Integration of Technology

Technologies for data analysis. Virtual laboratories and simulations

Practice sessions

Participants will have the ability to integrate technologies into practice


Cultural Development and Innovations

Development of creative thinking. How to inspire creativity

Brainstorms. Development of innovative projects

Teachers will have the ability to use innovative solutions during practice


Grant Writing and Funding

How to write effective research proposals. Sources of funding and how to identify them

Explore grant writing opportunities. Finding opportunities for fund raising

Teachers will improve their knowledge regarding research grants


Ethical Considerations in Research

Research ethics and integrity. How to settle conflicts of interest.

Case studies. Decision making exercises

Participants will know how to conduct research ethically


Interdisciplinary Research Project

Formation of interdisciplinary teams. Collaborative project-making

Project planning and implementation. Project presentation

Teachers will be able to manage interdisciplinary research projects


Conclusions and Action Plans

Program assessment and feedback. Personalized action plans

Program assessment. Action planning

Teachers will have a ready-made action plan

Table 1. Unlocking Innovative Potential: A Brief Program Outline

The “Unlocking Research & Innovative Capability” program is a voluntary intervention program for university teachers designed to enhance their innovative potential. The program contains various mechanisms and technologies that can be helpful in this regard (Table 1). The intervention consists of 24 sessions spaced across 12 weeks (2 sessions per week).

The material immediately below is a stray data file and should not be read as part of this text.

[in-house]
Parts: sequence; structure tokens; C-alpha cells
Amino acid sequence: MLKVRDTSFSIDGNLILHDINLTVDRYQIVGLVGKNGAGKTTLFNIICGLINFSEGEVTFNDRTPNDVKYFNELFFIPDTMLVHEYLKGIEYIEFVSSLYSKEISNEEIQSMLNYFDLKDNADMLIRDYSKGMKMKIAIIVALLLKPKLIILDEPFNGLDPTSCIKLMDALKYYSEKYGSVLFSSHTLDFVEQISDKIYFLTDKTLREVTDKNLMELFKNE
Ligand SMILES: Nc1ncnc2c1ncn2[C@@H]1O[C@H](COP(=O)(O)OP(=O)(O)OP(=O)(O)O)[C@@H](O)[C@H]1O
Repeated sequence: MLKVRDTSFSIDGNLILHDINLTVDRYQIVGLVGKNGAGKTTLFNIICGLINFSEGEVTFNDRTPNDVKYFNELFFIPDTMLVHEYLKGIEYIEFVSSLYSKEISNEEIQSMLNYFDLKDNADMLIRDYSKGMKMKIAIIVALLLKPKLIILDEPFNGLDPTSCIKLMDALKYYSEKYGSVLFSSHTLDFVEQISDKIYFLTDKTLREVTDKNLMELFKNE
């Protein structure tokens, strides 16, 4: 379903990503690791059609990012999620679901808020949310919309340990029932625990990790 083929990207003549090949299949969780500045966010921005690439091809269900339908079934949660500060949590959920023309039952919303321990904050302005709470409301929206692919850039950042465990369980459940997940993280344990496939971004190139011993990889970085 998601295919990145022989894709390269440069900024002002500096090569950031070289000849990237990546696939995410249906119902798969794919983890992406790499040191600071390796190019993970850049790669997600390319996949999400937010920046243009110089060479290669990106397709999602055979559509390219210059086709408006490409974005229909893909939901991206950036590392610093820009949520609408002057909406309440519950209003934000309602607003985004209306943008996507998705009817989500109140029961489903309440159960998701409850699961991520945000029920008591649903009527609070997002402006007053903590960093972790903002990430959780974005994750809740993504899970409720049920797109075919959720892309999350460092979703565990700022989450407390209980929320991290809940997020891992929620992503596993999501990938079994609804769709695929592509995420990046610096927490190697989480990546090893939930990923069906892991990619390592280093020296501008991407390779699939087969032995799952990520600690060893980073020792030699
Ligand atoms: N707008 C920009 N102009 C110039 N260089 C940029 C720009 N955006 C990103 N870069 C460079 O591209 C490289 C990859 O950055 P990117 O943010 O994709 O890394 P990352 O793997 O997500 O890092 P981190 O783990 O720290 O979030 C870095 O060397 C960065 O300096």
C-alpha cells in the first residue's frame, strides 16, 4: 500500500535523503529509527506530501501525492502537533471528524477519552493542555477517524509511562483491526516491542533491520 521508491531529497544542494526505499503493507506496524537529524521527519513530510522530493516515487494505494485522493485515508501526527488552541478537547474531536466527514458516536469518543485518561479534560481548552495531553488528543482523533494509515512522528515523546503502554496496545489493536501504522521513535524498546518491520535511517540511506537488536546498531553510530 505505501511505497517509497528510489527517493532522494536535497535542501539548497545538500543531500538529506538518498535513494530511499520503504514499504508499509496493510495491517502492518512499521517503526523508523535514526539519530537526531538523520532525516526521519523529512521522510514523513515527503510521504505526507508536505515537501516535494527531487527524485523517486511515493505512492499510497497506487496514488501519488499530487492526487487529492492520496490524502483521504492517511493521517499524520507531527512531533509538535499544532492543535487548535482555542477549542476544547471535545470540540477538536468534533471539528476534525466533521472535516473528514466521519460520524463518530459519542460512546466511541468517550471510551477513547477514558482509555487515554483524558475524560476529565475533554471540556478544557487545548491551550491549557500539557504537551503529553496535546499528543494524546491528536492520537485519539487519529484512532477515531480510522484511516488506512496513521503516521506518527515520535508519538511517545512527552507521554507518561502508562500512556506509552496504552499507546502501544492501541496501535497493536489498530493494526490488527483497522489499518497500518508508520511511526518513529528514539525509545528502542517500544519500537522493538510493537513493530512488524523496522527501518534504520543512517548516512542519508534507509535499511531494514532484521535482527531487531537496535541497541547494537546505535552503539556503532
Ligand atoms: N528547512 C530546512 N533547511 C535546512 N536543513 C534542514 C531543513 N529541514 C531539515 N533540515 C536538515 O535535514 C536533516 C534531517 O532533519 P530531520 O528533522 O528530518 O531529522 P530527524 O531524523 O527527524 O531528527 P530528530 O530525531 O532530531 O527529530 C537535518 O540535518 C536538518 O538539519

4.1. Participants

The study involved 80 teachers from the Abai Kazakh National Pedagogical University with expertise in Pedagogy and Psychology. All participants were divided into groups based on their age and teaching experience: young adults (28 to 35 years; teaching experience, 3 to 5 years); early middle-aged adults (36 to 45 years; teaching experience, 5 to 10 years); older middle-aged adults (46 to 55 years; teaching experience, 10 to 20 years); older adults (aged older than 56 years; teaching experience, 20 years). More details are presented in Table 2.





Mean age (M)


Mean experience (M)


Young adults








Early mid-aged adults








Older mid-aged adults








Older adults








Table 2. Information about the respondents

Participation in the “Unlocking Innovative Potential” program was voluntary. The study took place within the framework of the education project launched by the Abai Kazakh National Pedagogical University.

4.2. Study Design

The study took place between October 2022 and May 2023. All teachers filled out the Innovative Potential Questionnaire before participation in the program. The study groups (20 participants per group) had the same experiences. Instructions were delivered through classroom learning. Upon completion of the 3‑month program at the end of December, teachers received their certificates of completion. The post‑intervention survey was conducted at the end of May 2023, before the end of the academic year, to check whether the innovative potential of teachers has changed and if yes, how.